CubaNews / May 2009
By Larry Luxner
Phones have been “ringing off the hook” at Miami’s ABC Charters Inc. ever since President Obama — on his way to the Summit of the Americas in Trinidad — vowed to abolish all restrictions on Cuban-American travel and remittances to the island.
While some restrictions still remain on the books, vice-president Maria Teresa Aral says Obama’s Mar. 13 relaxation of the once-every-three-years rule on exile travel to Cuba has been a significant boon for business.
“All our planes are flying down there full,” she told CubaNews.
For now, U.S. airlines are banned from operating regularly scheduled flights to Cuba, meaning aircraft chartered by federally licensed travel agencies will still be the only way for Cuban Americans to visit the island.
ABC is one of seven charter companies authorized to fly between the United States and Cuba. Nearly all those flights are to or from Miami International Airport, though two other cities — New York and Los Angeles — are also authorized to serve as points of entry or exit to Cuba.
Three other cities seek permission to offer charter flights to Cuba.
Armando García, president of Marazul Charters Inc., said that traffic in March and April was up 60% over January and February — even without unlimited travel to Cuba.
“We’re still waiting for these regulations to be issued relative to the Apr. 13 announcement. But the regulations that were changed Mar. 11 specify that people can fly once a year to visit family. So at this point, Cuban-Americans have to sign an affadavit stating that they will be flying to visit relatives.”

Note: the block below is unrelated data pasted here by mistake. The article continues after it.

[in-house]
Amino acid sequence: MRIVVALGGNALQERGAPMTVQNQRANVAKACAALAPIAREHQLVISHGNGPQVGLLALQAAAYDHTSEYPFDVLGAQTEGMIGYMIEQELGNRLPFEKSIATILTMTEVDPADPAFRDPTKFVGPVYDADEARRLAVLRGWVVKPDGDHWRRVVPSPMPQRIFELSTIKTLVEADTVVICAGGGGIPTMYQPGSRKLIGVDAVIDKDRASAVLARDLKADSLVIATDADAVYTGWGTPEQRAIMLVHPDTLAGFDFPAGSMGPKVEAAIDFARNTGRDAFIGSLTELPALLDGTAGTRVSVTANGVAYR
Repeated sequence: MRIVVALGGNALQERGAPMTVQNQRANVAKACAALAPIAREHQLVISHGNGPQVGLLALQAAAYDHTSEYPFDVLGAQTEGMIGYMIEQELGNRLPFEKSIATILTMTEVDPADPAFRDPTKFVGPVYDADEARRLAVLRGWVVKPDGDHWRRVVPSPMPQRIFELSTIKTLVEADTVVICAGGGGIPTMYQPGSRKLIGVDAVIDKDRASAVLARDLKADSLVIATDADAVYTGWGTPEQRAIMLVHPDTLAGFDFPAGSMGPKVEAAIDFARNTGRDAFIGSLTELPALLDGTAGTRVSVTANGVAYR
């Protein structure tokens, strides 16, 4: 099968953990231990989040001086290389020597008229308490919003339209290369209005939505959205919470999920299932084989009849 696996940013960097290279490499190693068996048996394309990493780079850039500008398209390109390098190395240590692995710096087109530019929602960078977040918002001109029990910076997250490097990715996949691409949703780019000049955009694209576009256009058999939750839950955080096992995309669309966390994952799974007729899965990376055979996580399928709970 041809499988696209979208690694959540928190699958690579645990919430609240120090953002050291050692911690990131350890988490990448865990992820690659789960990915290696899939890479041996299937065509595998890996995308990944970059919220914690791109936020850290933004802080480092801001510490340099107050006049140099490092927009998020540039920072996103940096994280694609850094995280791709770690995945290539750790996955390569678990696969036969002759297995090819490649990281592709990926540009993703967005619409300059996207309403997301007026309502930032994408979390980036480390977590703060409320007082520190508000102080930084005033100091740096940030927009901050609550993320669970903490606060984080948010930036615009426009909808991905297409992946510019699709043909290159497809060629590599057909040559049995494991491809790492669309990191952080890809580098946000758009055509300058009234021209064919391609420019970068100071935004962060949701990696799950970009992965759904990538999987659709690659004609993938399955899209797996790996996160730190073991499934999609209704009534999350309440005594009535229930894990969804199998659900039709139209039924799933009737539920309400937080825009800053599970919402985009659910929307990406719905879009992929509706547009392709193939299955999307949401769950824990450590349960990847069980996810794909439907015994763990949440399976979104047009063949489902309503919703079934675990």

García said that in March, Marazul’s total capacity to Havana and Camagüey was 360 seats a week. That’s going up to 480 in May, when he adds a Boeing 737-200, and as many as 900 passengers in June and July, when an MD-83 aircraft holding up to 250 passengers will go into service.
By then, Marazul will be flying Thursdays, Fridays and Saturdays to Havana, and Saturdays to Camagüey, with the possibility of a second flight to Camagüey during the week.
“This will be a regular schedule,” he said. “If demand increases and we get landing permits, we might increase to extra flights during the summer.”
It’s unclear whether Marazul is allowing passengers to bring more than the 44 lbs. of luggage on its Cuba-bound flights.
“This is one of the points we’re expecting OFAC to clarify,” said García, referring to the Treasury Department’s Office of Foreign Assets Control, which enforces the embargo. “Family members can now bring more than 44 lbs. but that has to be clarified.”
García declined to say what Marazul’s annual sales are, though he did say “obviously our revenues are going to increase, and we’re hiring additional personnel.”
Thomas Cooper, president of Gulfstream Air Charter in Fort Lauderdale, says business is up 20-25% over earlier this year.
“The government hasn’t come out with any new rules or told us when they’ll take effect. So we are still operating under the same rules, when they changed in March from one trip every three years, to one trip every year. That give us a little bit of a boost.